The new Charlie’s Angels is one of very few action movies to have been written and directed by a woman, in this case Elizabeth Banks. Its three heroines, played by Kristen Stewart, Naomi Scott and Ella Balinska, come from different ethnic backgrounds, and the theme repeated throughout is that women can do anything, but are endlessly underestimated by men. In Hollywood terms, then, the film is groundbreakingly progressive. It’s something to be celebrated and supported. Or rather, it would have been if it weren’t so terrible.
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In Banks’s update of the 1970s television hit, the mysterious Charlie Townsend no longer funds a trio of Los Angeles-based private detectives he calls the Angels, but now has a global espionage organisation with a zillion-dollar annual budget and no visible source of income. And his right-hand man is no longer John Bosley, instead, “Bosley” is a codename given to numerous handlers all over the world who keep an eye on their squads of Angels, which means that Patrick Stewart and Djimon Hounsou are both Bosleys, but the main one is played by Banks herself.
Charlie’s Angels is a bland, witless yet ludicrous international spy caper
The revisions are clever enough, and they don’t contradict either the TV series or the films which starred Cameron Diaz, Drew Barrymore and Lucy Liu in 2000 and 2003. But their net result is to turn Charlie’s Angels into a bland, witless yet ludicrous international spy caper, a tediously formulaic sub-Mission: Impossible B-movie with the usual funky drumbeat on the soundtrack, the usual hyperactive editing that chops the fight scenes into confetti-sized fragments; the usual close-ups of car badges so that we know who paid for product placement, and the usual captions announcing that we are in Berlin or London or Istanbul (all of today’s action blockbusters are legally required to stop off in Istanbul). The structure is familiar, too. Like Kingsman: The Secret Service and Men In Black: International, Charlie’s Angels has an eager outsider joining a covert crime-fighting crew. Elena (Scott) is the naive fledgling, while Sabina (Stewart) and Jane (Balinska) are the veterans who take her under their Angel wings.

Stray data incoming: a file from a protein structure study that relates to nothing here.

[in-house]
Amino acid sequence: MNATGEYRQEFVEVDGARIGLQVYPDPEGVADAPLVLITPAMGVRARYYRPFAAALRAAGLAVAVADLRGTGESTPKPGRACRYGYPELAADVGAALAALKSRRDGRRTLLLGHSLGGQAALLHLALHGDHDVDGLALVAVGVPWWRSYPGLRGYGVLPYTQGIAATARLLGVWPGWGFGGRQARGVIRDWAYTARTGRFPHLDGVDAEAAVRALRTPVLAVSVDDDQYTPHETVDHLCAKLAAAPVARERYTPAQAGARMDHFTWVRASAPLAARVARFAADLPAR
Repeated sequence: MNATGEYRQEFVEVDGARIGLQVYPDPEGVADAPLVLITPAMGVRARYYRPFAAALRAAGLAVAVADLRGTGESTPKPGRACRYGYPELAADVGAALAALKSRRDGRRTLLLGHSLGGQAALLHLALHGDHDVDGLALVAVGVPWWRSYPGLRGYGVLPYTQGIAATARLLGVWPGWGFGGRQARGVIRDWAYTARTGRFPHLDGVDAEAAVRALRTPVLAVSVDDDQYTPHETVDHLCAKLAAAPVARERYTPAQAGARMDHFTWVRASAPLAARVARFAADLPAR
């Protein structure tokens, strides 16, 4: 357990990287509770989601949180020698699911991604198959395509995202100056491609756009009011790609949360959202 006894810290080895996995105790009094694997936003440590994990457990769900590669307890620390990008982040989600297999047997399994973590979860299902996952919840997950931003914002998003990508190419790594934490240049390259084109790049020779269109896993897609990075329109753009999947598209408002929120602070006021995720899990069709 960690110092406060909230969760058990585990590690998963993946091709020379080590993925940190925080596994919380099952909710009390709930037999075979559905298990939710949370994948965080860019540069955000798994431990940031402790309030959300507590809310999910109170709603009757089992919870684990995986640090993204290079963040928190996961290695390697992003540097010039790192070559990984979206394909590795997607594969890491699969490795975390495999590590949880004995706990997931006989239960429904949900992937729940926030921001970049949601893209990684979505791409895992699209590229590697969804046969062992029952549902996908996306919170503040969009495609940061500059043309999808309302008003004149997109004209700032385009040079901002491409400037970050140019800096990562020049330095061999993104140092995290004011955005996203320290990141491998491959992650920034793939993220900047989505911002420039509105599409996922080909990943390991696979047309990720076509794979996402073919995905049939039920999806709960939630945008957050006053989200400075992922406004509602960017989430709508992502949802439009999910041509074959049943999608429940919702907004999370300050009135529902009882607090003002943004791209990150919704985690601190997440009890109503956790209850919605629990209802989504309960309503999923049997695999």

The most unimaginative element of a grimly unimaginative film is ‘Callisto’, a computerised Rubik’s Cube that can generate clean sustainable energy, or something. But, wait, Callisto can also be used to zap everyone in its vicinity with a fatal electro-magnetic pulse! It is “a perfect assassination machine”, which is why someone is planning to steal it and sell it on the black market. The annoying thing about this feeble premise is that Callisto would be worth far more as a pocket-sized power plant than as an assassination machine, perfect or otherwise, so the thief should really have rethought his business plan.
Anyway, the boffin who developed Callisto is Elena. She knows that it can be weaponised, so she wants the CEO of her tech corporation, Alexander Brok (Sam Claflin), to let her iron out that glitch – easy enough, you might think. But Elena decides to contact Townsend’s top-secret spy agency instead, because apparently having a quiet word with her boss over cocktails would have been unfeasible, whereas having a clandestine meeting with strangers in a Hamburg cafe is simplicity itself.